Proton-exchange membrane fuel cells (PEMFCs) are an attractive alternative to petroleum-based energy sources. In these electrochemical cells, hydrogen is oxidized to protons at the anode; the protons then transfer through the PEM and combine with reduced oxygen at the cathode to form water. See generally A. J. Appleby and F. R. Foulkes, Fuel Cell Handbook, (Van Nostrand Reinhold, New York) (1989) and H. P. Dhar, J. Electroanal. Chem., 357, 237 (1993), both of which are incorporated by reference herein. These oxidation and reduction reactions are catalyzed at the fuel-cell electrodes by platinum or noble-metal alloys. To reduce the cost of the electrodes, the traditional Pt-black electrodes of PEMFCs and phosphoric acid fuel cells (PAFCs) have been replaced by carbon-supported noble-metal clusters. By using clusters on the order of 25 Å in diameter instead of noble metal blacks, the mass activity of the noble metal is dramatically increased. See K. Kinoshita, J. Electrochem. Soc., 137, 845 (1990).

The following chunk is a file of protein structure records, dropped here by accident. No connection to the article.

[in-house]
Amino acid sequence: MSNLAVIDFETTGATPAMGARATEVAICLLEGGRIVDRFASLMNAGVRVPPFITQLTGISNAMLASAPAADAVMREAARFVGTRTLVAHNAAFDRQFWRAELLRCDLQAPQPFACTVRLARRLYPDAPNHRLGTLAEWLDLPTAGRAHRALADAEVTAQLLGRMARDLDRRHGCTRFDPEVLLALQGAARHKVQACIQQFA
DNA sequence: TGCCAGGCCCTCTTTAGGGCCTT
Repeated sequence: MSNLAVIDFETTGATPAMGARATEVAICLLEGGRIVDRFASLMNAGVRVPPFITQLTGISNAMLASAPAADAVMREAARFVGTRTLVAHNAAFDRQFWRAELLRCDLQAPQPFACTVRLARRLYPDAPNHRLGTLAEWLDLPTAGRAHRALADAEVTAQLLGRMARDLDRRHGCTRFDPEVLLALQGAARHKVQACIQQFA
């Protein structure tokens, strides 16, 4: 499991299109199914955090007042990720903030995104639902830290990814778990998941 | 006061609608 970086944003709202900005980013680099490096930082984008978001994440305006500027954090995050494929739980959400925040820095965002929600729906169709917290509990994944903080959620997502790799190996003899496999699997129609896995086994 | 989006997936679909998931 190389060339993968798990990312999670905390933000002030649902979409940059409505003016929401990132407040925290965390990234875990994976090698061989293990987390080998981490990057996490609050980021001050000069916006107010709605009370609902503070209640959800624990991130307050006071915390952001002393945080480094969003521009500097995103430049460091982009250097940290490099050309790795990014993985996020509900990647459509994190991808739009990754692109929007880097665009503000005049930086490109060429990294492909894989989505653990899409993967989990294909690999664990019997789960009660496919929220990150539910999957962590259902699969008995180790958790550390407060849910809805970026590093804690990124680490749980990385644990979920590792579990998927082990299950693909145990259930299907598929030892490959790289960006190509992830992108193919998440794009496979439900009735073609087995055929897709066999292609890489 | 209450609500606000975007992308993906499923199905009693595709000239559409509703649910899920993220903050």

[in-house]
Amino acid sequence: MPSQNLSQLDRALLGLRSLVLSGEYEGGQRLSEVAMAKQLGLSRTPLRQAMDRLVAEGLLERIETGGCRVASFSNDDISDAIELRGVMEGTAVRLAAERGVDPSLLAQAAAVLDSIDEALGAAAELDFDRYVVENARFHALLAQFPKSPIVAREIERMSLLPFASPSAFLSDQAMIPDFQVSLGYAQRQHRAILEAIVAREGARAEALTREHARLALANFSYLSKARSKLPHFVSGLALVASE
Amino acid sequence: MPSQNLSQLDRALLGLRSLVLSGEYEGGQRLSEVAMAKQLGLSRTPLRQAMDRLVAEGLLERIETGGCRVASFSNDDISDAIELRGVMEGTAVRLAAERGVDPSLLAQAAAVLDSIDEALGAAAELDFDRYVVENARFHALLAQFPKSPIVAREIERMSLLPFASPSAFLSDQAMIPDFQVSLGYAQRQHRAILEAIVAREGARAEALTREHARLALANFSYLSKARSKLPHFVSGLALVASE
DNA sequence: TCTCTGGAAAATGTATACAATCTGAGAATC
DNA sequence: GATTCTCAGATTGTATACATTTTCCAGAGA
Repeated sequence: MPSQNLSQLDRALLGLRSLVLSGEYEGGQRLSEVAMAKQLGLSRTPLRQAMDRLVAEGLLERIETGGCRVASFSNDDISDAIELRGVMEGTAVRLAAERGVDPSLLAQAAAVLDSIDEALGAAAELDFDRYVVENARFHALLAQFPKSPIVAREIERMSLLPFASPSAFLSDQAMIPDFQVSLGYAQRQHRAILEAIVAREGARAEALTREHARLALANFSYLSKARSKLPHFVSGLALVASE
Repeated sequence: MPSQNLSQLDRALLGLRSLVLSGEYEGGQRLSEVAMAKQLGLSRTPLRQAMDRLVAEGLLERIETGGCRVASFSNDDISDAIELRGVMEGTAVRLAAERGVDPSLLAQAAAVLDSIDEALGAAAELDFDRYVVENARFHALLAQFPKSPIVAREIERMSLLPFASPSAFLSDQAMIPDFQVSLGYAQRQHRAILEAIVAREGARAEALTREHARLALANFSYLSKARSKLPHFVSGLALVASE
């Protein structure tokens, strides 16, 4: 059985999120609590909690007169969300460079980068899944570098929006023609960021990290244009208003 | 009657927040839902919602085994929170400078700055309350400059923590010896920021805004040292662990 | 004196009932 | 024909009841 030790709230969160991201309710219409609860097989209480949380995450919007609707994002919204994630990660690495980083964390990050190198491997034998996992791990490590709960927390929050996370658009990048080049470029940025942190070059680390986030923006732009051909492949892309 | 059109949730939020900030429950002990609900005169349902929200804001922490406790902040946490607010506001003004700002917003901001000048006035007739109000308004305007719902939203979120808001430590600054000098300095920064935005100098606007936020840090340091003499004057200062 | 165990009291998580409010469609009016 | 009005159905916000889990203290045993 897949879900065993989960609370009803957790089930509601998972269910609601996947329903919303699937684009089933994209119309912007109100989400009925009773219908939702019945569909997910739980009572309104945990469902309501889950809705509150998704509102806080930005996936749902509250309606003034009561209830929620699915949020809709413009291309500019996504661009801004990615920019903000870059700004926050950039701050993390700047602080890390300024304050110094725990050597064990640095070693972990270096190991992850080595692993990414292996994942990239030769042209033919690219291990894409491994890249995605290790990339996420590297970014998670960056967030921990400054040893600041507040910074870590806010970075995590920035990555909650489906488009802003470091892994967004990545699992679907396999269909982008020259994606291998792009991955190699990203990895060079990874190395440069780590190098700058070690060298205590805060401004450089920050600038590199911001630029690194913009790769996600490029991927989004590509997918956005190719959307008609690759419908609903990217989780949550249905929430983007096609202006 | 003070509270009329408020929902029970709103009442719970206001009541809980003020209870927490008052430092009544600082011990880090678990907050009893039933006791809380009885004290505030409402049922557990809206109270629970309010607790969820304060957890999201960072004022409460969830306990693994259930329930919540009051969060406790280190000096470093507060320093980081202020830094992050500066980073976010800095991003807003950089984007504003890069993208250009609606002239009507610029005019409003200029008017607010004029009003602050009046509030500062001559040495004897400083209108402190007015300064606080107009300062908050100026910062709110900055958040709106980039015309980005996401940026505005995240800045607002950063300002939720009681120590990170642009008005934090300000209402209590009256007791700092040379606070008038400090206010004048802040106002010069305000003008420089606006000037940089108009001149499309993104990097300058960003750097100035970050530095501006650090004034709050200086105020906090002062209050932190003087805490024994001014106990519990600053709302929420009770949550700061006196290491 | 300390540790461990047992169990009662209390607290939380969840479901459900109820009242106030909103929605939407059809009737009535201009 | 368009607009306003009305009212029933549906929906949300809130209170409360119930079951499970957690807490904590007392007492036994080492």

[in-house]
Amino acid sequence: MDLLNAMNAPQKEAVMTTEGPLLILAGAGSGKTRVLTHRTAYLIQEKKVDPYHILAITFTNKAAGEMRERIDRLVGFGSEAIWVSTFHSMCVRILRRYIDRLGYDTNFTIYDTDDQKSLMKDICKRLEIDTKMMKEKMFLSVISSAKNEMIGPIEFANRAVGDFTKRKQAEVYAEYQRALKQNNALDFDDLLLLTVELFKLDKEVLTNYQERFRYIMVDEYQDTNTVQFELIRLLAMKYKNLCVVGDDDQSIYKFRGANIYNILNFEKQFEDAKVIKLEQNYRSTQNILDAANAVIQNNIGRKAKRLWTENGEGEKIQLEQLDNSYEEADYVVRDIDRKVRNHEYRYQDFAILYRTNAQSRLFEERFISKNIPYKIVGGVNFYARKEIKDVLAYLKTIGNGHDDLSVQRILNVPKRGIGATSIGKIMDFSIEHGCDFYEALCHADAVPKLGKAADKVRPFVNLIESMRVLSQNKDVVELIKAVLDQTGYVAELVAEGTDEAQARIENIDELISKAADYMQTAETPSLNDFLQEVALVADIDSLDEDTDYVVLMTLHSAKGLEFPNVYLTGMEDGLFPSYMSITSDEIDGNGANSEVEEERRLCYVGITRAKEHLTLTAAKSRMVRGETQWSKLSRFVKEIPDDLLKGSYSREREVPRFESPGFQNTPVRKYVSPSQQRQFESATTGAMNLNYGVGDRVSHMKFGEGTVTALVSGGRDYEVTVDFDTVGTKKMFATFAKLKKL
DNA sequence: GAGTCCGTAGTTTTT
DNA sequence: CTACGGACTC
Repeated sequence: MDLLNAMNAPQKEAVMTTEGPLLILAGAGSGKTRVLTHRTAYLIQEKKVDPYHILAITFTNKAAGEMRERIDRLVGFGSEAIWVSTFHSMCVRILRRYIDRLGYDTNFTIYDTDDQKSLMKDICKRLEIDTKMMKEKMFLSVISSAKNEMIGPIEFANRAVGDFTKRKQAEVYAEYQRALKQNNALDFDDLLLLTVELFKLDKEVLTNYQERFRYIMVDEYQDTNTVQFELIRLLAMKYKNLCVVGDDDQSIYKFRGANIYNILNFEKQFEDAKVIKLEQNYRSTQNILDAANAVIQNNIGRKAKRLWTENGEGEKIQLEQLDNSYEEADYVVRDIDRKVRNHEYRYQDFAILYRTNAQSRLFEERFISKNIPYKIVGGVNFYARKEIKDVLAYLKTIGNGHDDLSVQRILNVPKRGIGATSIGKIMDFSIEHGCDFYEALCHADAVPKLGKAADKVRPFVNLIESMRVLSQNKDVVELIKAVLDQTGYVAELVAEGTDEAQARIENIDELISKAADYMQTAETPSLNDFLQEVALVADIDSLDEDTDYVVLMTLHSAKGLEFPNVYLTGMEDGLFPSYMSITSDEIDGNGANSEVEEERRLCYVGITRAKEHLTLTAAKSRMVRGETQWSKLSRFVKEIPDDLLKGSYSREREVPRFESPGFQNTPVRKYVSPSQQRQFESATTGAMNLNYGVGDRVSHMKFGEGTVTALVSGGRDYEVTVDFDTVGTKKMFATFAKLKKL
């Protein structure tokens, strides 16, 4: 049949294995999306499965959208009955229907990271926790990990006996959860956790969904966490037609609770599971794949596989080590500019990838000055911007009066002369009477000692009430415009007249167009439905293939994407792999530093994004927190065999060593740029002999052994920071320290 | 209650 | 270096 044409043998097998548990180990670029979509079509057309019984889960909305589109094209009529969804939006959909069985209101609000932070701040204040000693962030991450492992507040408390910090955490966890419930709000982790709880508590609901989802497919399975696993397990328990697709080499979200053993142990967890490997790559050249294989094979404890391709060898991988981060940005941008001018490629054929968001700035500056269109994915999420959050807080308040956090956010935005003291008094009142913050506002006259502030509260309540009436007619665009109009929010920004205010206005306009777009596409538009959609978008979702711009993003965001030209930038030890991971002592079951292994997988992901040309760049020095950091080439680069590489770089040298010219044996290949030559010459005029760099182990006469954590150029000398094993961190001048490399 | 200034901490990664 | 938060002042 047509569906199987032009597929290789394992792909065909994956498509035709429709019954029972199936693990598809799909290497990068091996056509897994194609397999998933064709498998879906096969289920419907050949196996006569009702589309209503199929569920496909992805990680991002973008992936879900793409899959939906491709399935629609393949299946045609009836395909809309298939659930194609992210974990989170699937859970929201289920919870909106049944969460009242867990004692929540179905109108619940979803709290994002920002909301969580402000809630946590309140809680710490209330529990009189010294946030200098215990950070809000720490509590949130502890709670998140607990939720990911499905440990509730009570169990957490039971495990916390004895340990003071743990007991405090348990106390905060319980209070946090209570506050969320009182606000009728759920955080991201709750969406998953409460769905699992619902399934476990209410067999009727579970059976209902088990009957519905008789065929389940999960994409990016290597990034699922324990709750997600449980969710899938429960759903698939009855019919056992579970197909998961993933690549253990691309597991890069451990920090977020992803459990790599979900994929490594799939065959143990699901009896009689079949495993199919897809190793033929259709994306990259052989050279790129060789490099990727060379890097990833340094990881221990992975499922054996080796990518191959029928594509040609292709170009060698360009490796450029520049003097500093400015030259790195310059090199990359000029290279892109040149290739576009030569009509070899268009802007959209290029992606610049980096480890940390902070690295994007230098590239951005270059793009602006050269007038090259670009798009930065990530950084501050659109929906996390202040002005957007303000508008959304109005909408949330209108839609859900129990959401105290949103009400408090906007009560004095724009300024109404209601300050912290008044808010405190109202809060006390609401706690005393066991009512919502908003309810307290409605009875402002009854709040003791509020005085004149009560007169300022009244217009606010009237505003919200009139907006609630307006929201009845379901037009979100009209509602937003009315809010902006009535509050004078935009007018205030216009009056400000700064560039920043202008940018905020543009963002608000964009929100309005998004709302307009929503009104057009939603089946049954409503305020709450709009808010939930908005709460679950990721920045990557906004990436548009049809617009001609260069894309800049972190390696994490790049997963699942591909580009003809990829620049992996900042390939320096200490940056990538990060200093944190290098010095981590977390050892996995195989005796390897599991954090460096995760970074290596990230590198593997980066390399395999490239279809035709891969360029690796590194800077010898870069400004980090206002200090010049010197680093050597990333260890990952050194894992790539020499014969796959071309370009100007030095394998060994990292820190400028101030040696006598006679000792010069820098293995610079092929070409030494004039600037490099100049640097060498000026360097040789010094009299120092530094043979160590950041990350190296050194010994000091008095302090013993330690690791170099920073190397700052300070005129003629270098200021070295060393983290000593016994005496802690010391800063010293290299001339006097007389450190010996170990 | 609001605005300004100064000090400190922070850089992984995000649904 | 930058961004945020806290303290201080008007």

A chronic concern in the engineering of a fuel cell is to prevent poisoning of the electrode catalysts, particularly by sulfur. One source of sulfur is H2S gas, a common impurity in fuel gas. The sulfurous gas dissociatively adsorbs on the Pt surface and then blocks the available sites for catalysis of the fuel. See D-T. Chin and P. D. Howard, J. Electrochem. Soc., 133, 2447 (1986), and J. Biswas et al. Catal. Rev.—Sci. Eng. 30, 161 (1988), both of which are incorporated by reference herein.